Consumer Confidence Sags To Lowest Seen In 10 Years

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Snarls at American ports have exacerbated supply chain woes that are threatening to wreak havoc on the 2021 Christmas shopping season
Snarls at American ports have exacerbated supply chain woes that are threatening to wreak havoc on the 2021 Christmas shopping season

Americans are still waiting for better days for the economy. On Wednesday, a survey found consumer sentiment at its lowest point since the aftermath of the Great Recession. 

"Consumers expressed less optimism in the November 2021 survey than any other time in the past decade about prospects for their own finances as well as for the overall economy," said Richard Curtin, the chief economist for the survey of consumers by the University of Michigan. 

The University of Michigan's index for consumer sentiment fell to 67.4, a 6% drop from where it stood in October, in a sign that Americans' expectations of better economic conditions have sagged. This was reflected also in their measurement for assessing current economic conditions, which fell 5.3% to 73.6 while the index for consumer expectations recorded a larger drop of 6.5% in the last month.

Core inflation did not stand still either. In the most recent measurement for personal consumption expenditures — an important barometer for wider inflation in the U.S economy — rose by 0.6% in October, the highest seen since December 1990. 

Inflation has emerged as the defining issue for policymakers at the White House and Federal Reserve. Prices continue their ascent amid choked supply chains on top of trillions in government spending to fight the COVID-19 pandemic.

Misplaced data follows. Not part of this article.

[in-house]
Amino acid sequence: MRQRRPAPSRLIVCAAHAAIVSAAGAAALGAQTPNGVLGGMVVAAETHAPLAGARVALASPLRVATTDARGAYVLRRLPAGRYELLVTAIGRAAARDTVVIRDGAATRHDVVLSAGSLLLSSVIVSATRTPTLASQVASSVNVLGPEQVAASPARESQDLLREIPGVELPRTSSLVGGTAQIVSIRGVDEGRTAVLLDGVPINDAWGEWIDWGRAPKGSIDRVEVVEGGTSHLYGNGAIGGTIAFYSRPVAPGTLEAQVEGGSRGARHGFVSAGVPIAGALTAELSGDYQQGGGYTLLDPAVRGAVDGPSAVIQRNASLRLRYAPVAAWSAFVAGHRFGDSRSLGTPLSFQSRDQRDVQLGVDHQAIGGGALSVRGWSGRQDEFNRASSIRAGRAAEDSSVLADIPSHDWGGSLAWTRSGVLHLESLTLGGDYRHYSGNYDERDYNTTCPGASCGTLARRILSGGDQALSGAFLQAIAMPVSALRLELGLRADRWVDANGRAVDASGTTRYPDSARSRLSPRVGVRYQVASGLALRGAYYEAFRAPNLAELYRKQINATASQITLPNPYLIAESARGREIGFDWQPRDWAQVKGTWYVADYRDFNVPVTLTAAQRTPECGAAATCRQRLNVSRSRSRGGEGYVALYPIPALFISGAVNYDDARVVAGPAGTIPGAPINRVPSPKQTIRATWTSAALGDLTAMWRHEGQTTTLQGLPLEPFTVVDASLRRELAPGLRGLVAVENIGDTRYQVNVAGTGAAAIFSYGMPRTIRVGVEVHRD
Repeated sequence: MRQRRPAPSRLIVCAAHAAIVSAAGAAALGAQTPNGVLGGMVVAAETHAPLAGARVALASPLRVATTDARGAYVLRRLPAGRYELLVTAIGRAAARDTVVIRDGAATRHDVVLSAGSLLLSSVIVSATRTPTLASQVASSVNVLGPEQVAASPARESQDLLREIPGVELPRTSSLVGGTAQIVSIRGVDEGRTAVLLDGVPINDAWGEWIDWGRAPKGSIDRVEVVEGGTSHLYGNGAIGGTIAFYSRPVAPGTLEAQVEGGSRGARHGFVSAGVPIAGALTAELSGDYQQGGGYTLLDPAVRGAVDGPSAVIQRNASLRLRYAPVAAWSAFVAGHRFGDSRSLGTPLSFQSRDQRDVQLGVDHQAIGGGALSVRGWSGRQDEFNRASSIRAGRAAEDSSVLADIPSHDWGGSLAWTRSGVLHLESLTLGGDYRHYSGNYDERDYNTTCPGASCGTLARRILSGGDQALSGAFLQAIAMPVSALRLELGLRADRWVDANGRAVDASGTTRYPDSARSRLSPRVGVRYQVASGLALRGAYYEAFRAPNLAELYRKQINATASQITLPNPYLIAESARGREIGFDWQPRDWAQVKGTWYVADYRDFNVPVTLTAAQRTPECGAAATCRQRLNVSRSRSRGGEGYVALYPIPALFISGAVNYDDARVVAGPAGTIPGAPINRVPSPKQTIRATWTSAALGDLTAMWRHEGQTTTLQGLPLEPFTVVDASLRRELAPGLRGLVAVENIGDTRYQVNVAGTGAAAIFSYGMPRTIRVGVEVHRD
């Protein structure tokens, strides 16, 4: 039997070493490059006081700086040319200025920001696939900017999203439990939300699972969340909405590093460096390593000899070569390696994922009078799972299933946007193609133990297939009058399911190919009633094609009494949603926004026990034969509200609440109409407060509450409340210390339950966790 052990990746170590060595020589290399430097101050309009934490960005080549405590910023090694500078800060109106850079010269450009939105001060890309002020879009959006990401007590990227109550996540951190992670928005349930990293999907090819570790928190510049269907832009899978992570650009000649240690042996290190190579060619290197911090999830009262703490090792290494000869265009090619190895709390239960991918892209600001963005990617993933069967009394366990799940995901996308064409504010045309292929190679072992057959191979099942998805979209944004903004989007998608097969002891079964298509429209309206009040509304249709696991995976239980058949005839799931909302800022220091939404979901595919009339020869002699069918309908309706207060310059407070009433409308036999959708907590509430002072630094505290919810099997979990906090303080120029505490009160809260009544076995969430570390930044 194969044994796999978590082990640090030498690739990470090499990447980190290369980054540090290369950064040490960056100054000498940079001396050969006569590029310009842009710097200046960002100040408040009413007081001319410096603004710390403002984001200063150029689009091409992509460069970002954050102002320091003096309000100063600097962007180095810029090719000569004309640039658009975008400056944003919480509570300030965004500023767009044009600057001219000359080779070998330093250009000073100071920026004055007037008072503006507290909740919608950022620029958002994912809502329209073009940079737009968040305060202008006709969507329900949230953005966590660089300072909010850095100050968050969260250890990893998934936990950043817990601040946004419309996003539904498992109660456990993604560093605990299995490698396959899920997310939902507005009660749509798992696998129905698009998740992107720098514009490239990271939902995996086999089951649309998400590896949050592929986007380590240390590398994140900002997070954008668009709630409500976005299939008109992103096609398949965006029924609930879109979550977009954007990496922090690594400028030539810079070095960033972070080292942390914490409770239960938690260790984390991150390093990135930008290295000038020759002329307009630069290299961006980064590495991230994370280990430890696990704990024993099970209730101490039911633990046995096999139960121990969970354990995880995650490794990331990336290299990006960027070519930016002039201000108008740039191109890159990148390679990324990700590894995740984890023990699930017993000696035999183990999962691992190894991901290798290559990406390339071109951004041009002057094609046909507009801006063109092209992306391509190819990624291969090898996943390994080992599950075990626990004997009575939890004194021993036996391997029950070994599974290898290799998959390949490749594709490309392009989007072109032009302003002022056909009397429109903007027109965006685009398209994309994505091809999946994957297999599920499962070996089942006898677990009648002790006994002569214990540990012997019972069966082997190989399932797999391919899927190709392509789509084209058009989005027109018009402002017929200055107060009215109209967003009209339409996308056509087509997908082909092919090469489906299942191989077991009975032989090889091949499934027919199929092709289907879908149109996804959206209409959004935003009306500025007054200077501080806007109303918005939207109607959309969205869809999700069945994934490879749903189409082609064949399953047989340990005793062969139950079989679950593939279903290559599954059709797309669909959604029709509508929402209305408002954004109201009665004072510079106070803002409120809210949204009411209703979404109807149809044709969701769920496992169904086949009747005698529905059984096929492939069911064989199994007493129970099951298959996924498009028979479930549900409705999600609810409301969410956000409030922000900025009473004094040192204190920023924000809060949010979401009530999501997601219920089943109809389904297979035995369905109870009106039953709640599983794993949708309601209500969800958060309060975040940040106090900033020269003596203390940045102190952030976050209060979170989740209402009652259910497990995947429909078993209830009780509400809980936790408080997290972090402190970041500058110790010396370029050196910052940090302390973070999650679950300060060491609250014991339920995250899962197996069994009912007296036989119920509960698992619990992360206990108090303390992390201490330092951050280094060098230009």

President Joe Biden has taken aim at new partnerships at home and abroad to unwind the supply chain bottlenecks that have driven up prices. The White House also announced the formation of a Supply Chain Disruption Task Force in July to coordinate efforts to bring prices down and goods to market. On Nov. 3, the Federal Reserve also began its tapering off of the multibillion-dollar monthly purchases that began at the start of the pandemic. 

For both the Fed and the White House, the view they have held throughout the year has been that inflation was "transitory," or temporary. However, consumers have signaled that they do not share that outlook as the prices of basic goods have continued to climb. 

Curtin notes that complaints about living standards have nearly doubled in the last six months and quintupled in the last year, underscoring consumers’ growing despair. 

However, Curtin did highlight a silver lining from his data. Now that the holiday season is here and public health restrictions have eased, he said that consumers are eager to reunite with loved ones and make good use of their accumulated savings for the occasion.

On Wednesday, the Department of Commerce released its latest data on personal spending on goods in which jumped $123.8 billion while spending on services rose by  $90.5 billion. Most of this spending has been recorded for motor vehicles and parts, and recreational goods like electronic goods. Household spending as a whole rose 1.3% in October from September in line with a slight increase of 1.5% in personal incomes.

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